Not a normal November!
Regular readers of my blog will have missed the October entry. This was due to the aftermath of storm Ophelia, which was consuming a great deal of my time. The estate was hit hard, with a large number of trees being completely demolished as well as hundreds of smaller branch breaks and splits that left dangerous hangers that had to be individually dealt with. We were very lucky that there were no injuries and only had a little structural damage to deal with. The biggest losses for us were the 12 weeping limes on our main avenue. This has left huge gaps and the rest of the avenue is now completely unbalanced. The end result may be a very difficult decision to remove the whole avenue and start again. For the time being though, we are concentrating on tidying up the mess. Getting the estate back up and running was a major achievement and the staff have to be commended for their efforts. We are continuing to clean up and I don’t expect to be back to normal until at least March. The one positive outcome is that it has cleared out some of our less healthy trees and left spaces for new planting. Christmas is approaching fast and the hustle and bustle and general madness is definitely upon us. Work in the gardens has become very typical for the season, with emphasis on tidying, cutting back and mulching. We have also started planting some large specimen trees, and are expecting a delivery of fruit for our Kitchen Garden beds. Another big planting job is our new Winter Walk. We have opened up several large beds that will be planted up with shrubs that display winter colour and early spring flowers. It should add a whole new dimension to the walk that links up our herbaceous border and stumpery. I’ll be very impatient to see how this develops. Another newly finished feature is the jetty on our lake. It’s added an opportunity to get out beyond the reeds and get a look at the whole lake, and in addition looks fantastic. Leaf collection is an important task this time of year. We compost a lot of our leaf litter, as it’s a free source of extremely good mulch for plants. Let’s face it the natural ways are usually the best! If you don’t have a compost heap you can always stack a few bags full of leaves and a little grass clippings behind the shed and leave them there for a few months while they break down. Poke a few holes in the bottom of each bag to help the creepy crawlies find their way in. December is always a month where we aim to finish up projects etc, but I have learnt to be fairly realistic. Life goes on in January! Other work for the month includes wind lopping roses to prevent wind rock, roughly digging over vegetable beds, tidying up and disinfecting glasshouses, planting or moving bare root trees and shrubs, sorting out compost bins and spreading on the surface of vegetable beds, tree surgery and general housekeeping. Winter offers a great opportunity for some fantastic walks around the estate.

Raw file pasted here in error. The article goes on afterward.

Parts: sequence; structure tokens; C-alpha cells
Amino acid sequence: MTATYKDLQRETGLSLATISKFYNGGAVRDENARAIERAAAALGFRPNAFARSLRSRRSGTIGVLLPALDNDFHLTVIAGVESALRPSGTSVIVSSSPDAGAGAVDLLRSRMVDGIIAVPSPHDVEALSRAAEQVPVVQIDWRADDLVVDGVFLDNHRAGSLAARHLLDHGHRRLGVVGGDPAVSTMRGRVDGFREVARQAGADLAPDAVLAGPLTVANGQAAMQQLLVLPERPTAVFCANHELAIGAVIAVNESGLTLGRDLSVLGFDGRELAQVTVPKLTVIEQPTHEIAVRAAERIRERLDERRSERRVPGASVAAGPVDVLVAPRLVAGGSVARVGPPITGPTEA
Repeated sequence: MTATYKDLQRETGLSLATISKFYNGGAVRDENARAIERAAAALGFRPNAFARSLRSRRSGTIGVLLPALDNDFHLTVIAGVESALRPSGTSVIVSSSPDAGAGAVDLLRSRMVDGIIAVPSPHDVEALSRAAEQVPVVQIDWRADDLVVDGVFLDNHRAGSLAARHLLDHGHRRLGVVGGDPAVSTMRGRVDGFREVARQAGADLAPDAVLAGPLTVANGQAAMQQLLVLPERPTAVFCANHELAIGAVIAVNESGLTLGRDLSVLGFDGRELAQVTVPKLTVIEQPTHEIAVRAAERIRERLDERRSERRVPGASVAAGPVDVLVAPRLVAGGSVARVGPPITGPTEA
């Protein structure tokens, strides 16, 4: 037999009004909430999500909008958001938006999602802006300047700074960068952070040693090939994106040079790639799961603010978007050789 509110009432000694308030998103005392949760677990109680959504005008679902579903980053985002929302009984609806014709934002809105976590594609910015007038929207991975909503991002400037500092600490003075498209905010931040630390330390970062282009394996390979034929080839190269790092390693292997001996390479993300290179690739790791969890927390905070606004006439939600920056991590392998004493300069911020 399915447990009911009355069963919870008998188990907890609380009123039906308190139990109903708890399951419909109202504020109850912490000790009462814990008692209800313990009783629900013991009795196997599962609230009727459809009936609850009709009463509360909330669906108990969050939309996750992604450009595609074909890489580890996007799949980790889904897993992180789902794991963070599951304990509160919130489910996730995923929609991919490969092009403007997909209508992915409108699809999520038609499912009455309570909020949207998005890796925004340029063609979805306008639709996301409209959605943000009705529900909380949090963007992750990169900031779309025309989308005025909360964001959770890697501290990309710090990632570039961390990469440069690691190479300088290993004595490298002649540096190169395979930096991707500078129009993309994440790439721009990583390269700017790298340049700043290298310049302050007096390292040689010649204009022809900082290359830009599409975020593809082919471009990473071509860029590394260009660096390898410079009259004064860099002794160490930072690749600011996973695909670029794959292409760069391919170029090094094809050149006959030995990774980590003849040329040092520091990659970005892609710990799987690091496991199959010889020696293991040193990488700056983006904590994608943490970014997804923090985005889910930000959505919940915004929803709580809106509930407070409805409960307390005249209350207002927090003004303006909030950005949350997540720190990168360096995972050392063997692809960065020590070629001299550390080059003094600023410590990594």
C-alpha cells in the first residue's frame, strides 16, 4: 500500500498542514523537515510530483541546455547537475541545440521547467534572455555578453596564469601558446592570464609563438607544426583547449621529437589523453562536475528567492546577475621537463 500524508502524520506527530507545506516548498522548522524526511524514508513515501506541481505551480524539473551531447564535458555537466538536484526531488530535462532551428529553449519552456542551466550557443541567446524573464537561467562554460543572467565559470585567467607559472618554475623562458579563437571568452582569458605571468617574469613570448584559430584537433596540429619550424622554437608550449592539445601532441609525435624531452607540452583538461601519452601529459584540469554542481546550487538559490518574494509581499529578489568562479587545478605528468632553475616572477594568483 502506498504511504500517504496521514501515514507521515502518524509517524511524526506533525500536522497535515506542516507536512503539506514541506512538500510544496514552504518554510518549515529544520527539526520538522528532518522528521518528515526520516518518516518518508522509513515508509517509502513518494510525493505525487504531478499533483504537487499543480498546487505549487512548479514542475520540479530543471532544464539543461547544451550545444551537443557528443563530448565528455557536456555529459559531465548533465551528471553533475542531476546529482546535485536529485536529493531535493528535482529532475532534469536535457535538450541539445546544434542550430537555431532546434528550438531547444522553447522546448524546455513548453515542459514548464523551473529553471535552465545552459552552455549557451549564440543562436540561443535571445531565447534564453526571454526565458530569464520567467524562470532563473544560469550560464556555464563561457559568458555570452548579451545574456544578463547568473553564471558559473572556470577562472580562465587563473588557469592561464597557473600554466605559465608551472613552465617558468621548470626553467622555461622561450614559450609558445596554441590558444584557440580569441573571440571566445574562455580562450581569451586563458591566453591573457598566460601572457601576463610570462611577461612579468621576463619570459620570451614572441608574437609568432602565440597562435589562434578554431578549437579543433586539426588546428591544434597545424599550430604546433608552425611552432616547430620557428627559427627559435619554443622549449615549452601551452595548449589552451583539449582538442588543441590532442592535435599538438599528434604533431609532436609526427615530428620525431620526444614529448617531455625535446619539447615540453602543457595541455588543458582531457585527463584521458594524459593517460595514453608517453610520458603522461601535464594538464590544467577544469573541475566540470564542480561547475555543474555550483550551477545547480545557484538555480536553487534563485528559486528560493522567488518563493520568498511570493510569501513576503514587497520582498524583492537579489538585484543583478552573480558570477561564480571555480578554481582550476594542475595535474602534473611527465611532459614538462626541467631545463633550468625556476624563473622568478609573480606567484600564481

I hope to see you in the gardens. Adam